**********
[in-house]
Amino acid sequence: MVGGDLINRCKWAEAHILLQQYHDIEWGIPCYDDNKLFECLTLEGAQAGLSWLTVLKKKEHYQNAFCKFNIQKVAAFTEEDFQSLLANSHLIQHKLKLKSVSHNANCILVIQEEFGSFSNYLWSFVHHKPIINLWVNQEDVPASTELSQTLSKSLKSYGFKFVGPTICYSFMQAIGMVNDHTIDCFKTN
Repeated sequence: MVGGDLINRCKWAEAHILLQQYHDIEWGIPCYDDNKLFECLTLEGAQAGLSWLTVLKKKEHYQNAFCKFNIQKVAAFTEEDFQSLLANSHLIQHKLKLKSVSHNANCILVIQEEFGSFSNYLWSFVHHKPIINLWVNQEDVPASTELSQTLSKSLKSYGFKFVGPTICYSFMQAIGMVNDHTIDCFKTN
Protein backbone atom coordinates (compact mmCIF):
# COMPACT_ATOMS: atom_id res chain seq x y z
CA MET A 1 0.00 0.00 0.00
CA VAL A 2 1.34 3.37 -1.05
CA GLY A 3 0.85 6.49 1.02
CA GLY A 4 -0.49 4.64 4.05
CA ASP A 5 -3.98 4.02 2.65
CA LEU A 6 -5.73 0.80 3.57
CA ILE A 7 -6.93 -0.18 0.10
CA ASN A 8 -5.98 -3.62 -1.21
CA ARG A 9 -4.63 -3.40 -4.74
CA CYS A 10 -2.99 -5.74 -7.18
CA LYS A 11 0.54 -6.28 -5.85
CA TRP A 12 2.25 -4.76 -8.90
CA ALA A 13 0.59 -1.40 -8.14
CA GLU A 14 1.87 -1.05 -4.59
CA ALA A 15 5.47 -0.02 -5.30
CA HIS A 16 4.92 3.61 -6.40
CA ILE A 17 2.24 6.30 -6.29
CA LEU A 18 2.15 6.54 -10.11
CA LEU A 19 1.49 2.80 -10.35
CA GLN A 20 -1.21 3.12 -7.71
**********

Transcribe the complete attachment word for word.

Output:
[in-house]
Amino acid sequence: MVGGDLINRCKWAEAHILLQQYHDIEWGIPCYDDNKLFECLTLEGAQAGLSWLTVLKKKEHYQNAFCKFNIQKVAAFTEEDFQSLLANSHLIQHKLKLKSVSHNANCILVIQEEFGSFSNYLWSFVHHKPIINLWVNQEDVPASTELSQTLSKSLKSYGFKFVGPTICYSFMQAIGMVNDHTIDCFKTN
Repeated sequence: MVGGDLINRCKWAEAHILLQQYHDIEWGIPCYDDNKLFECLTLEGAQAGLSWLTVLKKKEHYQNAFCKFNIQKVAAFTEEDFQSLLANSHLIQHKLKLKSVSHNANCILVIQEEFGSFSNYLWSFVHHKPIINLWVNQEDVPASTELSQTLSKSLKSYGFKFVGPTICYSFMQAIGMVNDHTIDCFKTN
Protein backbone atom coordinates (compact mmCIF):
# COMPACT_ATOMS: atom_id res chain seq x y z
CA MET A 1 0.00 0.00 0.00
CA VAL A 2 1.34 3.37 -1.05
CA GLY A 3 0.85 6.49 1.02
CA GLY A 4 -0.49 4.64 4.05
CA ASP A 5 -3.98 4.02 2.65
CA LEU A 6 -5.73 0.80 3.57
CA ILE A 7 -6.93 -0.18 0.10
CA ASN A 8 -5.98 -3.62 -1.21
CA ARG A 9 -4.63 -3.40 -4.74
CA CYS A 10 -2.99 -5.74 -7.18
CA LYS A 11 0.54 -6.28 -5.85
CA TRP A 12 2.25 -4.76 -8.90
CA ALA A 13 0.59 -1.40 -8.14
CA GLU A 14 1.87 -1.05 -4.59
CA ALA A 15 5.47 -0.02 -5.30
CA HIS A 16 4.92 3.61 -6.40
CA ILE A 17 2.24 6.30 -6.29
CA LEU A 18 2.15 6.54 -10.11
CA LEU A 19 1.49 2.80 -10.35
CA GLN A 20 -1.21 3.12 -7.71